If you have more than $10,000 (woohoo, lady!), feel free to branch out.  Each 401(k) plan only offers a select number of investments to choose from, so you’re somewhat limited.   Just do your research and keep it simple:  look for mutual funds with low fees and remember to diversify (across geographies – domestic & international – and sectors – health & tech & finance).  If that still seems overwhelming, many 401(k) providers offer fund “packages” as well, which are basically different funds that they’ve combined based on a person’s risk tolerance, age, etc.  So if you’re younger, they may steer you to a package more heavily invested in stocks.  If you’re nearing retirement age, it’ll be focused on bonds. Your company more than likely has a rep with the firm who runs your 401(k), so feel free to reach out to them for more information about your specific 401(k) plan.

Summary of this section:  Contribute up to your company’s 401(k) match before you do any other retirement investing.  If you have less than $10,000 in your 401(k), stick to index funds.  If you have more, you can branch out a bit. Remember, though to diversify and look for investments within your plan that have low management fees.


Meet one of my many loves of this world:  the Roth IRA.  Investing in a Roth IRA is the next step after you’ve contributed up to your employer’s match in your 401(k) – or your 1st step if you don’t have access to a 401(k).  Why is this next in line?  Because all of the money you earn in this type of account you get to take out after retirement tax free.  Yes, that’s right.  TAX. FREE.  Depending on your tax bracket when you retire, that’s like getting a 25-30% discount right off the bat.  It’s the biggest advantage, but not the only one.  While you can only contribute up to $5,500 per individual per year, you are able to take out any money you put in at any time without any penalties.  With a regular IRA (which is what most 401(k)s are categorized as), you must wait until age 59 ½ before even touching it (or else incur outrageous fees), so the Roth offers a little more liquidity.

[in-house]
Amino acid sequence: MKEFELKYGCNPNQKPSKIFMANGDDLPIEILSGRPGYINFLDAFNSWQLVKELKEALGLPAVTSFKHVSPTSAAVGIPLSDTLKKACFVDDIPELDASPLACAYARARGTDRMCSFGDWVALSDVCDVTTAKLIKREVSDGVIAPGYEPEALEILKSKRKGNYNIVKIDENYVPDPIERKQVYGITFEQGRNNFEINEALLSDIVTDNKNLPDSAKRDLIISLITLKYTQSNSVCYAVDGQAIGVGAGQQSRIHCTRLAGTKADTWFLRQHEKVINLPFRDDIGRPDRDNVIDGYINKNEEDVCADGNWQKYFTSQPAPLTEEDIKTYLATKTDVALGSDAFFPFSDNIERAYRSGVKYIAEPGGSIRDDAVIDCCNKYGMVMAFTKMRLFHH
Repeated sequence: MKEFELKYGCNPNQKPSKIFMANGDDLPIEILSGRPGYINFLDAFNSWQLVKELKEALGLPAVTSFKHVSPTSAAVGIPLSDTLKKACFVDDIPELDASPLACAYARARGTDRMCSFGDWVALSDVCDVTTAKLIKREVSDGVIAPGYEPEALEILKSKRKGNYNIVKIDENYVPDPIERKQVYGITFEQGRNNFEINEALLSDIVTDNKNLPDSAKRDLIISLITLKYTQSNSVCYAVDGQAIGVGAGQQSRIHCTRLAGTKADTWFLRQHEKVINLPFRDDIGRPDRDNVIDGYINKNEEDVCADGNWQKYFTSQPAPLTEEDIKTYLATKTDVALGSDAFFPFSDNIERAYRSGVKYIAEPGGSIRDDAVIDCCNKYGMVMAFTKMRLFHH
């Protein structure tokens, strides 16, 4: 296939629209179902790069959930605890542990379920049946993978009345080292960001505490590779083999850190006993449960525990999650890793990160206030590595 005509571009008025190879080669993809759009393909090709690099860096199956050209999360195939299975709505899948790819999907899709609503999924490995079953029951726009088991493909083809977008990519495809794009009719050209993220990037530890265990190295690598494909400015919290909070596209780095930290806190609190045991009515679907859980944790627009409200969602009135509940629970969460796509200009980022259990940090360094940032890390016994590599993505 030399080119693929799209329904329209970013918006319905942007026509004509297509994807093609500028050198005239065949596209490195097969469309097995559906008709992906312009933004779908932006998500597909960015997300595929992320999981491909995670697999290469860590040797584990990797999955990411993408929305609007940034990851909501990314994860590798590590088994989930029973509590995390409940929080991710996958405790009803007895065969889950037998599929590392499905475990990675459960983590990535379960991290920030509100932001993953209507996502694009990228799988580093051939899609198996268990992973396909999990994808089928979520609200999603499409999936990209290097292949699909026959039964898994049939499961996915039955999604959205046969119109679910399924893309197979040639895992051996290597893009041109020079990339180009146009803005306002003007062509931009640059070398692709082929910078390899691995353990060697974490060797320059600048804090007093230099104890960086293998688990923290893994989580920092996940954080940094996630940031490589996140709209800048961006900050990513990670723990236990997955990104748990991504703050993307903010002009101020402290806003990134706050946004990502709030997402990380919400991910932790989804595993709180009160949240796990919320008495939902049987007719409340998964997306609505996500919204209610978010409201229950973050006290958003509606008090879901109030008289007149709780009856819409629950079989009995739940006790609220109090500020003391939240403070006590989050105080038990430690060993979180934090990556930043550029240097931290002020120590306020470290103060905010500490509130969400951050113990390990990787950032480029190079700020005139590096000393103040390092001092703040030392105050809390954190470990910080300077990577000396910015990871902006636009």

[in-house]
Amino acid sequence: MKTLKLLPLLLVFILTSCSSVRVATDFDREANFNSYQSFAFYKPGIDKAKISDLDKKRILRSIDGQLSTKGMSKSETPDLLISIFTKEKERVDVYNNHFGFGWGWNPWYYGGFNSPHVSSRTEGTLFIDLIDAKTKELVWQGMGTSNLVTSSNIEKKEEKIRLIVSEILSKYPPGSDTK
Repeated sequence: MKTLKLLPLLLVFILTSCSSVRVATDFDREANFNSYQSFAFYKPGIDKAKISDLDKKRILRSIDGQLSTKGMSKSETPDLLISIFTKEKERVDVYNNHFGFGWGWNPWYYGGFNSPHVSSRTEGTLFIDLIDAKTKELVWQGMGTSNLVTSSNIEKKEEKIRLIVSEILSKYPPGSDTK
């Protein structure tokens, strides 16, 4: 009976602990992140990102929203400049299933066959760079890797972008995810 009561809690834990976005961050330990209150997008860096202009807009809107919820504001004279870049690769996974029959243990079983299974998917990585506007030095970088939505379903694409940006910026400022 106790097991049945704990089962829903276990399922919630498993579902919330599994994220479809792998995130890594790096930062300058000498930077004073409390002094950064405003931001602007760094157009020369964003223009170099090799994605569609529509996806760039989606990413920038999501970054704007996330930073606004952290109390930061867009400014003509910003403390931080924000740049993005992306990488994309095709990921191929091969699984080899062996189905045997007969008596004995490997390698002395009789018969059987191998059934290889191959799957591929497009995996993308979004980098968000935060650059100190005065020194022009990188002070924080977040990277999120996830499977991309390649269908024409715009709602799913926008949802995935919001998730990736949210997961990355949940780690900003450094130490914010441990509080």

Again, a Roth IRA is just like a folder – it holds your investments but isn’t an investment itself.  Just like 401(k)s, if you have a minimal amount in here, invest in index funds.  More than that, you can branch out – and if you don’t know which way to turn at that point, seeking the advice of a financial planner isn’t a bad idea!

You can open a Roth IRA through any brokerage firm, even those online.  My next post will take you step by step on how to do this, so we won’t focus on that here.

Summary of section:  Once you’re done contributing up to your company’s 401(k) match (or if you don’t have a retirement plan sponsored by your employer), invest in a Roth IRA until you hit the $5,500 annual limit.  Less than $10,000 = index funds.  More than $10,000 = Permission to branch out.


After you’ve maxed out your Roth IRA annual contributions, you’ll want to go back to your 401(k) and up your contribution until you reach the max annual amount, which for 2015 is $18,000.  Don’t have a 401(k)?  Then use whatever brokerage is handling your Roth IRA and invest outside of your Roth into individual ETFs or low-fee mutual funds.  For those of you that want to take a simple approach, go with index funds like I mentioned before – they follow the market and earn a fair return (Vanguard’s 500 index earned an 8% annual return over a 10 year period).

The benefit of having that 401(k) is that you are only taxed once on your money – either when you put it in (Roth 401(k)) or take it out (traditional 401(k)).  Investing outside of an investment vehicle like an IRA or 401(k) means that you are taxed twice – once through your paycheck before you use that money to invest and then again on whatever earnings you have after you cash out that investment.  Bummer, I know – welcome to America.  Someone has to fund all those drones.

Summary of section:  After hitting the match on your 401(k) and the annual contribution limit on your Roth IRA, go back to your 401(k) and up your contribution until you hit the $18,000 annual limit.  If you don’t have a 401(k), invest in ETFs or low-fee mutual funds in a regular brokerage account (i.e. TD Ameritrade, Merrill Lynch, etc.).

There you have it, ladies!  The low-down on where you should be putting your hard-earned moolah.  I know you still may be feeling like you don’t know where to turn, but read over it again (and maybe a third time), let it sink in, and ask me any (ANY) questions you have.  My next post will be focusing on how to open your own Roth IRA in a TD Ameritrade account, so make sure to watch for it.  It’ll be a big step in building your retirement heaven!

 Photo Credit: Sebastian Mantel

Photo Credit: Sebastian Mantel